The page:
I finally switched back to Mac from Windows yesterday. I had moved to Windows a couple of months ago so that I could use the Flex Builder 2 alpha. However, after my 4th system failure in the past 3 months, I decided it was time to go back to Mac.
One of the first things I wanted to set up was my development environment so that I could continue to develop in Flex 2 and ActionScript 3. We do not currently have a Mac version of Flex Builder, but fortunately, the command line compiler (mxmlc) included with Flex builder is written in Java, which means it should (and does) run on Mac and Linux.
NOTE, currently, mxmlc is supported on windows only. The instructions below work well, but running mxmlc on non-Windows system is currently not supported.
The MXMLC compiler that is included with Flex Builder comes with a Windows executable wrapper (mxmlc.exe) that makes it very easy to use on Windows. However, you can not use the wrapper on Mac or Linux. Getting the compiler to run is not too difficult once you figure it out, although it can require constructing a pretty extensive command to run. In order to make this easier, I wrote my own simple bash script that acts as a wrapper for mxmlc and makes it easy to compile ActionScript 2 and Flex 2 applications from the command line on Mac and Linux.
First, you need to download the compiler and set it up on your system. We have a page on the Labs wiki that describes how to do this on non-Windows systems.
Once the compiler is setup, calling MXMLC is not too difficult. Here is a typical command line to compile a simple application:
That would work as long as the application only used Flash Player APIs, and not external ActionScript libraries. If it used external ActionScript classes, then you would need to specify the ActionScript classpaths like so:
This specifies two paths to search for classes. As you can see, it begins to get a little more tedious to construct the command line. However, the Flex engineers considered this, and created a config file that the mxmlc compiler uses. You can find this setting in the frameworks/flex-config.xml file.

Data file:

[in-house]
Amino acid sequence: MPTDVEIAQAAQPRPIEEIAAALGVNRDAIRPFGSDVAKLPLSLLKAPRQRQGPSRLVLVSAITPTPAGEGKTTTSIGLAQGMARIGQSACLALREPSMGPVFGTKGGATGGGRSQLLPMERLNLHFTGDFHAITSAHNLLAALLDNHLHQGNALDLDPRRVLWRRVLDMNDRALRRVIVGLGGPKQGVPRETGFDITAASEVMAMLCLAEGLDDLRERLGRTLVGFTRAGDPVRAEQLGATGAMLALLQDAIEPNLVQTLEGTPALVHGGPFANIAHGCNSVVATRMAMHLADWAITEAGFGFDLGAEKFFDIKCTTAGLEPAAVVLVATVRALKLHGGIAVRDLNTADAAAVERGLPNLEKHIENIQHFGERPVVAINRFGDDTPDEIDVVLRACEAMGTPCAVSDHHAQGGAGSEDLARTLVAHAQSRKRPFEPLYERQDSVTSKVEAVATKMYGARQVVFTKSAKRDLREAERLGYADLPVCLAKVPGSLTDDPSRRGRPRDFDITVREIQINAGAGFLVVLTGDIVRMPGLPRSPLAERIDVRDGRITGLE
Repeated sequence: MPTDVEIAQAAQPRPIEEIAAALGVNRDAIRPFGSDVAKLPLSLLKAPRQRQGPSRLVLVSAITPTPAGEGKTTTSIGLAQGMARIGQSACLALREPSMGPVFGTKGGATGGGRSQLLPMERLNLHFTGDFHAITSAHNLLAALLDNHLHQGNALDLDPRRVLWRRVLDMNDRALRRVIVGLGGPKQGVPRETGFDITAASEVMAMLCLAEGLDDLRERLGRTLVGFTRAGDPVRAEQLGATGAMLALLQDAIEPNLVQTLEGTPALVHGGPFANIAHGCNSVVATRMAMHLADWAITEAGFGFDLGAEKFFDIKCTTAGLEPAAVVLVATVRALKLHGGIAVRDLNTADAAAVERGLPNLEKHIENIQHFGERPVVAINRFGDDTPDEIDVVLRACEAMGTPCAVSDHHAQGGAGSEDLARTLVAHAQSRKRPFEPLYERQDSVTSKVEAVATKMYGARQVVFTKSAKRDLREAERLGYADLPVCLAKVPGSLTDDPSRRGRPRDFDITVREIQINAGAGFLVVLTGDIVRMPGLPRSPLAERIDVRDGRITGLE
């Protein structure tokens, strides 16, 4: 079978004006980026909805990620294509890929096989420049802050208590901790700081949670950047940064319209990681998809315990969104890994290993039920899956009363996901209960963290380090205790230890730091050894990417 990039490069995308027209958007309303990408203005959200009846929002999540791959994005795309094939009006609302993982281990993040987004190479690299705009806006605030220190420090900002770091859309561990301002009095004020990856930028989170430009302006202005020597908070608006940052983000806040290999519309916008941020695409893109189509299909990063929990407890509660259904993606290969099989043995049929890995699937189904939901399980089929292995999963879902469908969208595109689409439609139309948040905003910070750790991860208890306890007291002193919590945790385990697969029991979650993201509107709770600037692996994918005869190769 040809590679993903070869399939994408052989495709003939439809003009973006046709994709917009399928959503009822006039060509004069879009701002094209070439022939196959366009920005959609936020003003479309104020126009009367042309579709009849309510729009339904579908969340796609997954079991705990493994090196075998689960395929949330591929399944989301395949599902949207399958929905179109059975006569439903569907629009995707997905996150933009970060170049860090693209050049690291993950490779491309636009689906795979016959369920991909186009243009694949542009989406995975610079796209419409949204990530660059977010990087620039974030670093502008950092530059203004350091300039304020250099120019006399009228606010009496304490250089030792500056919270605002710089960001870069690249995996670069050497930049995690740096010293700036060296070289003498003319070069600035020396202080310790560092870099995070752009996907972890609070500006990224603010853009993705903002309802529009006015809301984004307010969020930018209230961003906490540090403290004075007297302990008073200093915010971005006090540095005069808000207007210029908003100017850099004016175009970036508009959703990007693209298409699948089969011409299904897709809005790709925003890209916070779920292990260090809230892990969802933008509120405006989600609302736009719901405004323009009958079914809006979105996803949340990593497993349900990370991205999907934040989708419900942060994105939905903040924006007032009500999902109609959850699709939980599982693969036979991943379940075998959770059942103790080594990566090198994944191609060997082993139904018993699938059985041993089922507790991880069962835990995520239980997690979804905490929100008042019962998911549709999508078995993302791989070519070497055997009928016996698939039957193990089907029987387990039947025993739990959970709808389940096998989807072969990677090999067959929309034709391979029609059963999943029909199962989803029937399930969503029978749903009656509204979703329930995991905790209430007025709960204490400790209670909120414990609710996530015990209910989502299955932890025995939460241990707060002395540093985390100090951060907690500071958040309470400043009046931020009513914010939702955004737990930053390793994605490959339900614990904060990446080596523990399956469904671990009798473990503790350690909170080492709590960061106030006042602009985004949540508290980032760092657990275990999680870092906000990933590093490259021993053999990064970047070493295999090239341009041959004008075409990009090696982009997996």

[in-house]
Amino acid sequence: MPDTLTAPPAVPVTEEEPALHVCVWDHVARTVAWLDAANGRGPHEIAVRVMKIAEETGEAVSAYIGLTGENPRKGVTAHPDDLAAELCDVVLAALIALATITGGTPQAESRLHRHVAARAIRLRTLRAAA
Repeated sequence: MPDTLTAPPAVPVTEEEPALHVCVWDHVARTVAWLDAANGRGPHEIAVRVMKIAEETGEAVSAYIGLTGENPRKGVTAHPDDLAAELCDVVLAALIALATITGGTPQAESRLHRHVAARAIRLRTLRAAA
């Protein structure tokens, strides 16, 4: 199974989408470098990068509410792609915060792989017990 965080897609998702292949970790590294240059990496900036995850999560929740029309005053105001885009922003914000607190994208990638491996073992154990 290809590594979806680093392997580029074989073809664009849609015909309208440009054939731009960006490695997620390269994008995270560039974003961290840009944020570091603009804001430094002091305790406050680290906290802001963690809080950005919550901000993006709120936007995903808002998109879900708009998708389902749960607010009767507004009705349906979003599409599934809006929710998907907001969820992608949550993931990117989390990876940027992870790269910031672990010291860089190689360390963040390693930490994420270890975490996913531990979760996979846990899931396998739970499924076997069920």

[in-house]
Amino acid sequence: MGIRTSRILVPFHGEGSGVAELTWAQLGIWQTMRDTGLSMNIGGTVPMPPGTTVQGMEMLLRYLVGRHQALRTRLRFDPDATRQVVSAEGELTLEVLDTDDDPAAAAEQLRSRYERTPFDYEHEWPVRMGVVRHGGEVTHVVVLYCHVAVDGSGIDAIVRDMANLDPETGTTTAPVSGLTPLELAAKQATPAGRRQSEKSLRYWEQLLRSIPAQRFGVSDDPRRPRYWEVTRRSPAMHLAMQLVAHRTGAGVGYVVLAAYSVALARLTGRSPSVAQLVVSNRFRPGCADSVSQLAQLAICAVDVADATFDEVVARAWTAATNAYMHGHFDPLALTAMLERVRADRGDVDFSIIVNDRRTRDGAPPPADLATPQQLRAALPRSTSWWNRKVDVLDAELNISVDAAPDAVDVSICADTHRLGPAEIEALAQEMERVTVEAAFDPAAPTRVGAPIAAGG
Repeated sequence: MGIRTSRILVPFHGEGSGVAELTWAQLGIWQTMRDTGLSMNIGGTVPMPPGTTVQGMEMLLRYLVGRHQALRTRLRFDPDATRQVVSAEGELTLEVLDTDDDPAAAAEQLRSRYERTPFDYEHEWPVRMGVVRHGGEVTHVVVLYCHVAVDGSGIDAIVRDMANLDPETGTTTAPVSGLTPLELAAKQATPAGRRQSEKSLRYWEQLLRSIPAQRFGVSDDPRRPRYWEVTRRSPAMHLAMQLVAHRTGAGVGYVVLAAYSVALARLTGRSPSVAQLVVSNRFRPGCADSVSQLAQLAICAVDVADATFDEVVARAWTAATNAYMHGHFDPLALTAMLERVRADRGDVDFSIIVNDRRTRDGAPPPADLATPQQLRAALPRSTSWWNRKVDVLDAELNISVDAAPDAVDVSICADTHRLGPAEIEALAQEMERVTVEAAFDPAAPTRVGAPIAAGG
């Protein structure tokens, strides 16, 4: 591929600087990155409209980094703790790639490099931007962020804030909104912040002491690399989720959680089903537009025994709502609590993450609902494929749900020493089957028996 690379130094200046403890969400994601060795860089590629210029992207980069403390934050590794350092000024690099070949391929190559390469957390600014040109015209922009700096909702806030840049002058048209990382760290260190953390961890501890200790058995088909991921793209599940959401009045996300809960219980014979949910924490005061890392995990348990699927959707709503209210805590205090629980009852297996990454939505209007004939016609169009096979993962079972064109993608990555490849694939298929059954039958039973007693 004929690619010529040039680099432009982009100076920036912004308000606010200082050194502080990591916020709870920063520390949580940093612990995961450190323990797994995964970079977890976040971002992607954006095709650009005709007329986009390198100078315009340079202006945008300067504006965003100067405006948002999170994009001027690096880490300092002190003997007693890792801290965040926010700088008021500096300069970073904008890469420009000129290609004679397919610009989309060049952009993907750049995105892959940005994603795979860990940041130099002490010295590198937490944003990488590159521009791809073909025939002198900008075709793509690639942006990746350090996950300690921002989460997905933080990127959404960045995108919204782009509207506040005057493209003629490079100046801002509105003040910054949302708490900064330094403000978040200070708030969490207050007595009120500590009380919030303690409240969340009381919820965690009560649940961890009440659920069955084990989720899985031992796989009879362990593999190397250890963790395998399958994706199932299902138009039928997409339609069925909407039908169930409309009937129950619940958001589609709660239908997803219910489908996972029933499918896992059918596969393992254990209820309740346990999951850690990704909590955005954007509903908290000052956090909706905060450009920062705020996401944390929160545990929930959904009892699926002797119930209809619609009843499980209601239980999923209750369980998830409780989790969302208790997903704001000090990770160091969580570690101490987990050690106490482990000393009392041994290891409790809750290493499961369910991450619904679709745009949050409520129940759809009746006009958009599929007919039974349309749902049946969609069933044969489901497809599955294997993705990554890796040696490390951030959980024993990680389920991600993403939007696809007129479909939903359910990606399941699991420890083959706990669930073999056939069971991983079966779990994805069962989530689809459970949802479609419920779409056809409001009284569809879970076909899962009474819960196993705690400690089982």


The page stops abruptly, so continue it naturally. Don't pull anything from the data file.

If we add the following to the file (just un-comment the entry already in the file):
then MXMLC will know where to look for ActionScript classes, and we will no longer need to specify them on the command line.
But, that still brings us back to:
which is still a little tedious to type each time you want to compile the application.
So, I wrote a simple bash script that wraps mxmlc.
First, create a new text file on your machine (I called it mxmlc), and add the following script to it:
Make sure to change the:
to point to the folder that contains your flex files (that you installed according to the instructions here). Not that the script adds the -incrental=true flag. This enables incremental compilation and should dramatically increases compilation performance.
Next, from the command line you need to make sure that the script is executable, so run this command on it:
Once you have done that, you can now compile your applications like so:
The script is written so that you can also pass any supported mxmlc command line arguments to it, like so:
It also supports a system level ActionScript classpath. If you want to specify your ActionScript classpath in the system, and not in the flex-config.xml file (similar to a Java classpath), just specify an $ASCLASSPATH environment variable, that contains a colon ":" separated lists of ActionScript classpath.
For example, my .profile file in my home directory contains this line:
Now, any application or script on my system can access my ActionScript classpath. If this is set, then the mxmlc script will use it when compiling the application. Of course, you can continue to specify it on the command line or via the flex-config.xml file.
Here are some additional resources on using mxmlc:
- Compiling and Developing with ActionScript 3 and Flex 2 on the Mac (labs)
- Using the mxmlc command line compiler to compiler ActionScript 3 and Flex 2 Framework applications (labs)
- Compile AS3 on Mac (Josh Buhler)
Hope that help makes compiling on Mac and Linux easier. If you have any comments / suggestions / corrections, please post them in the comments.